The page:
Tufekci reliably (and rightly, in my opinion) presses the point that these are systemic issues and must be addressed at the level of the system. Deleting your Facebook account won’t help pass legislation protecting your personal data, won’t result in a meaningful fine against the company for their permissive privacy policies and lax enforcement, and won’t impede their ability to sell your already-collected data (in my case, 10 years’ worth of “likes,” photos, and posts) to third parties.

Let me grant the point that we have a larger battle to fight to protect our right to privacy and force tech companies to start treating our personal data with the care it deserves. I also grant that for many people, leaving Facebook just won’t be a viable option for a variety of reasons.

But if you have the privilege to delete your Facebook account, you should absolutely do it.

Vote with your feet

Firstly, there is a long tradition of “voting with your wallet” and boycotting consumer products to protest a company’s bad conduct. I know, I know — you don’t actually have to open your wallet in order to use Facebook; it’s “free.” But as the Cambridge Analytica scandal clearly demonstrates, the personal data that you give up to Facebook merely by using the platform is immensely valuable. Yes, they’ve already got a ton of data on you. But you don’t have to give them any more. Deleting your account sends a clear signal to Facebook that their way of doing business has to change, or people will vote with their feet.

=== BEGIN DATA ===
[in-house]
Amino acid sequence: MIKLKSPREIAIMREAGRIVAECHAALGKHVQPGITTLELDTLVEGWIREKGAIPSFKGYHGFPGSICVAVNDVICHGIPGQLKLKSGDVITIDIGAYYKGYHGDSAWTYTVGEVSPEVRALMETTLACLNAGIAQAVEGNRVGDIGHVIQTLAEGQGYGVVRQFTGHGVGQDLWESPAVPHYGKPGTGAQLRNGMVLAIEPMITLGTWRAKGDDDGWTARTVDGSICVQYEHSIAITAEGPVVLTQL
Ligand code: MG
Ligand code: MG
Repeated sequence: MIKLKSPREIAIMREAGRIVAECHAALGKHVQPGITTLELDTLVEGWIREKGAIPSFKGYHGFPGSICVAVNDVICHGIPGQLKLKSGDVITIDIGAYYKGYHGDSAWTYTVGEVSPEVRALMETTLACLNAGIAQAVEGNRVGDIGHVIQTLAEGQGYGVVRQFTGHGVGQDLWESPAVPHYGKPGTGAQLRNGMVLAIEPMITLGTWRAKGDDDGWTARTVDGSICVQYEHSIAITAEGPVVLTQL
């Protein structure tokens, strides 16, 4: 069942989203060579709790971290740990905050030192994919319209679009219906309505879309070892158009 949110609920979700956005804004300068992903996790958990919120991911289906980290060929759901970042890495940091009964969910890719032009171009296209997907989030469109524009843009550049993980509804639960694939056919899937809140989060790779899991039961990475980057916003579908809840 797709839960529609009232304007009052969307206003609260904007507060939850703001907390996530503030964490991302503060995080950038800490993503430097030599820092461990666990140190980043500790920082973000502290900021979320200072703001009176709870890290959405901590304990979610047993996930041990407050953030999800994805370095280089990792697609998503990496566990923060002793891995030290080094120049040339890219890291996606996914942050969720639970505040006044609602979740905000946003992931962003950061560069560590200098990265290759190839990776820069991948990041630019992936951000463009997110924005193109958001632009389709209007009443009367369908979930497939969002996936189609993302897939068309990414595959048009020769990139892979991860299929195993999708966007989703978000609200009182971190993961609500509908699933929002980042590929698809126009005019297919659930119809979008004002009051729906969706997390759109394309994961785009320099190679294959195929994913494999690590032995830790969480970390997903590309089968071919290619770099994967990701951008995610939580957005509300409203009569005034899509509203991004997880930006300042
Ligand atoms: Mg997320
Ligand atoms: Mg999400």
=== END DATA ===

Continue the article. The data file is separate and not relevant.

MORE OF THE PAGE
Improve your mental health

Secondly, deleting Facebook is healthy for you as an individual. Back in January, Zuckerburg himself admitted that the platform has a negative impact on its users and announced changes to the algorithm in an effort to combat the effect. Don’t hold out much hope that the changes to the algorithm represent a real solution, because the experience of six countries shows it’s only going to reinforce echo chambers and exacerbate “fake news.”

Let every flower bloom

Thirdly, by getting off Facebook, we give ourselves the opportunity to go elsewhere to find online community. Did you know Facebook is killing comedy? Communities that formerly convened by direct traffic to websites and forums have been bled dry and had to fold up shop because Facebook poached all their visitors. (On a personal note, this also happened to the worldwide community of swing dancers. Bring back the Yehoodi forum! Long live Balboa Nation!)